China is heading into the Lunar New Year with heightened restrictions, despite reporting a decrease in new Covid-19 cases over recent days.
There were 54 new cases on Thursday and no new reported deaths.
Last Tuesday, the country reported 118 new cases, most of them in the northeast provinces of Hebei (which neighbours Beijing), Heilongjiang and Jilin. As a result, lockdowns and travel bans were implemented in those areas.
As the annual getaway, 'Chunyun', begins, people have been discouraged from travelling to their home towns for Chinese New Year, which is due to start on February 12.
How have people's daily lives been impacted by the new measures and what's life like in the country that was once the epicentre of the respiratory disease?
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Authorities have told all citizens not to travel and adhere to lockdown rules in order to curb the spread of the virus in the 11 most-impacted regions. Chinese New Year begins on February 12 and many families would usually be starting to think about heading to their hometown.
The government has asked people not to travel for this important celebration, meaning many Chinese families will have now been apart for more than 12 months. Those in less affected regions can travel freely within them but they are not permitted to visit higher risk areas.
Anyone travelling from a higher risk region to a lower risk one will be quarantined for 14 days and tested before the quarantine ends.
The latest regulation imposed on Thursday requires anyone arriving in Beijing to have had a test within the last seven days and if they intend to stay, they must get tested again every week for two weeks. All of that is monitored through the health codes on their phones which are already set to become a permanent feature of living and working in China.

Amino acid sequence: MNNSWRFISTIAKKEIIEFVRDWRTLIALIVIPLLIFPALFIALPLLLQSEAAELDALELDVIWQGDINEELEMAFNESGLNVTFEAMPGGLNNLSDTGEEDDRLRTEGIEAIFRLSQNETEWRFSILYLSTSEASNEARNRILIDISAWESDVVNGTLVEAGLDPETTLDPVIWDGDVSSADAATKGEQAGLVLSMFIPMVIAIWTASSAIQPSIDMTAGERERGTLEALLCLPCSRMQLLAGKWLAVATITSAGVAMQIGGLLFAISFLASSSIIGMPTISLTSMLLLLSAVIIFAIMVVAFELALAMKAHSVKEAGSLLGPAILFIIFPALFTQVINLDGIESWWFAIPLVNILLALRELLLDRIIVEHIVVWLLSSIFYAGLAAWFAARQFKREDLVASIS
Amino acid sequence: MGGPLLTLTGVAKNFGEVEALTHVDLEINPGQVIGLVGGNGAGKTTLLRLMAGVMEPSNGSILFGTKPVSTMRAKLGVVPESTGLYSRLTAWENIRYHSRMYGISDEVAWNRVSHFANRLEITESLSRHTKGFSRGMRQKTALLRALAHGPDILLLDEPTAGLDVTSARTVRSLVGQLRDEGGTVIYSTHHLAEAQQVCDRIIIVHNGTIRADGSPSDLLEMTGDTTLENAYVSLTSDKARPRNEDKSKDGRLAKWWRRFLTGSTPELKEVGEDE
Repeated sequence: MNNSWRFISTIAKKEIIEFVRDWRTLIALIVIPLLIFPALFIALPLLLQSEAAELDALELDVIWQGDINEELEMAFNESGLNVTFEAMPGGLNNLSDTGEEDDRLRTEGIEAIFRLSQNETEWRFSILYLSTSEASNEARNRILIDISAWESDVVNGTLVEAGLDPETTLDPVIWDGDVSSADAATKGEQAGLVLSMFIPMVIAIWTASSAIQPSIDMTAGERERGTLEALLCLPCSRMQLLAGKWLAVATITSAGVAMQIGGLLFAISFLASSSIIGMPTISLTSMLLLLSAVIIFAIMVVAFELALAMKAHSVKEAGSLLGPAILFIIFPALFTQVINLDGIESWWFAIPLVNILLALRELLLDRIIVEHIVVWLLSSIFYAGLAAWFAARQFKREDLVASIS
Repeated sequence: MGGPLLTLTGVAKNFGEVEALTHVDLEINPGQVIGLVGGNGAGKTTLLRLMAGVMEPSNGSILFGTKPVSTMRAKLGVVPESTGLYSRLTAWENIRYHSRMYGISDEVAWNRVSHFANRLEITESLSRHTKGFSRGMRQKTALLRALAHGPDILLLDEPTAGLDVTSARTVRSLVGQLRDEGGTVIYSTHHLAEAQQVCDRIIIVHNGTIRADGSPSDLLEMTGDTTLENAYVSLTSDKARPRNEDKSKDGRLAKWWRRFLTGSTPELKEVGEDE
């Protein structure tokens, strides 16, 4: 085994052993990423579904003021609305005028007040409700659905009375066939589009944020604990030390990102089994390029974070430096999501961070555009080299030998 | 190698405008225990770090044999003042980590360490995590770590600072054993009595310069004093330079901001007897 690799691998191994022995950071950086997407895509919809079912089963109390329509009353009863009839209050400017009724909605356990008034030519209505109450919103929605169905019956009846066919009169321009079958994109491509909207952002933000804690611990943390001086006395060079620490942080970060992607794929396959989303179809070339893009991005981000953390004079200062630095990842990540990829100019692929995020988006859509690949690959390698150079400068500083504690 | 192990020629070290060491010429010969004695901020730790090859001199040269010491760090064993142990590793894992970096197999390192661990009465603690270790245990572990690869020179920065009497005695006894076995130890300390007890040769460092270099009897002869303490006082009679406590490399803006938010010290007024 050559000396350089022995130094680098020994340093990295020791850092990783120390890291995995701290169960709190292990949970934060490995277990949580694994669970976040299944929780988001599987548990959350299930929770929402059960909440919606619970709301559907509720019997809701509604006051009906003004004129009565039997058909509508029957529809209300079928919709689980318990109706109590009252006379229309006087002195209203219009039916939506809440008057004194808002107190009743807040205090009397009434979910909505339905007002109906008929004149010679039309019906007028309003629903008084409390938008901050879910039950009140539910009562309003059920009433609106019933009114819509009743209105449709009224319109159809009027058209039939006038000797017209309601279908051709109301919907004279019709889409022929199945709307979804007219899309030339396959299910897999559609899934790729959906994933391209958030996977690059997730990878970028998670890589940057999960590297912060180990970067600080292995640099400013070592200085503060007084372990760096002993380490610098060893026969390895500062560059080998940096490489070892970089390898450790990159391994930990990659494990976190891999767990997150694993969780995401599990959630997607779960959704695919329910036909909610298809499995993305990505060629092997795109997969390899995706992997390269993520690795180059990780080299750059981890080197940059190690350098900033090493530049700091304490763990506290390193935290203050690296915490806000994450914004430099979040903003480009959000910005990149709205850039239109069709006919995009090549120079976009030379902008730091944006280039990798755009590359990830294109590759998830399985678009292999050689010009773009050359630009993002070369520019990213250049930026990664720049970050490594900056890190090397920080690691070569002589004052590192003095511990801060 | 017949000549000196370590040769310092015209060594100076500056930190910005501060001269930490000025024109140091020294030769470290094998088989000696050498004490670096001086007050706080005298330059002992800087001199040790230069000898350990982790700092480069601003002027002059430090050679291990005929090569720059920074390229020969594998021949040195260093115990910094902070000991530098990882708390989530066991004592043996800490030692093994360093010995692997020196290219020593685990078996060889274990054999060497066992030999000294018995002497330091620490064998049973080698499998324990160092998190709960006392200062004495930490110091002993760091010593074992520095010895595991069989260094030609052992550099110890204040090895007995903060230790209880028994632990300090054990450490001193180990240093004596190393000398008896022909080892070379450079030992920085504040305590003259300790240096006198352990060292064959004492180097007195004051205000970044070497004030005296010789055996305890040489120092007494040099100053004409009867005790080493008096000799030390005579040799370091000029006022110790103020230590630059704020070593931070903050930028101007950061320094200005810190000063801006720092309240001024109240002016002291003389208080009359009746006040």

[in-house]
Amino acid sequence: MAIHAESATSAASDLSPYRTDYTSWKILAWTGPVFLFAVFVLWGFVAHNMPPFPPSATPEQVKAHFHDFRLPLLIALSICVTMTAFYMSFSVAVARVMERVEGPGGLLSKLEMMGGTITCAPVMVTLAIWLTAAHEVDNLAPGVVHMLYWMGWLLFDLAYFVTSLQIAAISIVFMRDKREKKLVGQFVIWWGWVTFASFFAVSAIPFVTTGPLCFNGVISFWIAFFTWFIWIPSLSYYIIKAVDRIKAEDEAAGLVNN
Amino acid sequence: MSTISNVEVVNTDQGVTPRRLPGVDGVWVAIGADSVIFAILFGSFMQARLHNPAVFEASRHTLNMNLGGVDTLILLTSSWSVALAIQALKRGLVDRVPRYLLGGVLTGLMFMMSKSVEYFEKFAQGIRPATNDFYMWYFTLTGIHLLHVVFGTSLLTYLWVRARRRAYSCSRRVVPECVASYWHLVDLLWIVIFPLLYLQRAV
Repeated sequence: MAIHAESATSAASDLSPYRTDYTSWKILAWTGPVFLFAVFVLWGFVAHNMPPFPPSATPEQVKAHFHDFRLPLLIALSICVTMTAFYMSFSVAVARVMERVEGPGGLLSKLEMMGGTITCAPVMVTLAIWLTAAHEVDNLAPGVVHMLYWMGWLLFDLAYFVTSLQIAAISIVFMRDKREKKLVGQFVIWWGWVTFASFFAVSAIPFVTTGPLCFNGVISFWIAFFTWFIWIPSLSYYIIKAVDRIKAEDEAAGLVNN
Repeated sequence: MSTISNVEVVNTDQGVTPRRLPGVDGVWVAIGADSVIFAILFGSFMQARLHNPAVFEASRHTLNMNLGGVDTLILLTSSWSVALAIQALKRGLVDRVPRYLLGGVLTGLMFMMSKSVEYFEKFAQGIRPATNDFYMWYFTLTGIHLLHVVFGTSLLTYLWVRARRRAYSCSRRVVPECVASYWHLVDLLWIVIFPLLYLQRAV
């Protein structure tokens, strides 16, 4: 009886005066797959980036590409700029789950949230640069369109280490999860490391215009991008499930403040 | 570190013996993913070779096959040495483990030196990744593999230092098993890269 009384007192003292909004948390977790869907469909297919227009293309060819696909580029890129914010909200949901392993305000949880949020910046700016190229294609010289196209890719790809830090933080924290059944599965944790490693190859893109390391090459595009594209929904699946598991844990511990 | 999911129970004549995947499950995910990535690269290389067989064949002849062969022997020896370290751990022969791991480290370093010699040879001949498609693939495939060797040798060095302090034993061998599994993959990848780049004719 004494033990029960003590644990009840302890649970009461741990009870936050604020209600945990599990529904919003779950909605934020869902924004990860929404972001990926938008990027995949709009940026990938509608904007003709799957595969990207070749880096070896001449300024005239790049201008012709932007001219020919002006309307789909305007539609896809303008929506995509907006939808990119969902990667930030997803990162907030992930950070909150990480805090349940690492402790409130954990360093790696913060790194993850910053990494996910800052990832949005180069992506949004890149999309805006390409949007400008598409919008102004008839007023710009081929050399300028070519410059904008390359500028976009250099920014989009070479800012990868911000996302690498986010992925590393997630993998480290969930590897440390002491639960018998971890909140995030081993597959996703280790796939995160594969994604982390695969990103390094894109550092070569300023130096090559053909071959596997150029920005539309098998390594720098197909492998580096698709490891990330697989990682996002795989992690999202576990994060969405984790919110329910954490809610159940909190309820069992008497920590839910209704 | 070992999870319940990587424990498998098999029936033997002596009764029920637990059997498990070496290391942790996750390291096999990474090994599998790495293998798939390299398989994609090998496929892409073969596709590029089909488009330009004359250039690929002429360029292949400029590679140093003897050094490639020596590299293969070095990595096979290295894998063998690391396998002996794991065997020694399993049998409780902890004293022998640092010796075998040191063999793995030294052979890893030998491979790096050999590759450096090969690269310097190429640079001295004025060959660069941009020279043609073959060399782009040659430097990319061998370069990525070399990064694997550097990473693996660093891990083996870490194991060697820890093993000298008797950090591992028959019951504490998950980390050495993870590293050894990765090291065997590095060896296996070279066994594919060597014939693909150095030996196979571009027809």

Leisure and hospitality
In cities like Beijing, Shanghai and Wuhan restaurants, gyms, pubs and hairdressers are open. Social distancing is generally not adhered to but everyone wears a mask and they are mandatory in all shops. To enter a restaurant, shop or airport you must scan a health code, and you are only granted access with a generated green QR code on your smart phone. If you'd been to or near an area with tougher restrictions, the code would go red.
The country's workers returned to offices far soon than the UK, with many back in the office last spring. At the entrance to office buildings there are electronic temperature checks which use facial recognition technology, similar to what we now see at airports.
In the region of Liaoning schools were told to close for their winter holiday a week early due to an outbreak in the region. Schools elsewhere have now gone on holiday, too.
Anyone who tests positive for the virus - with or without symptoms - has to go into centralised quarantine, in specially designated hospitals or hotels. They will be kept there for a minimum of two weeks and will have home isolation thereafter.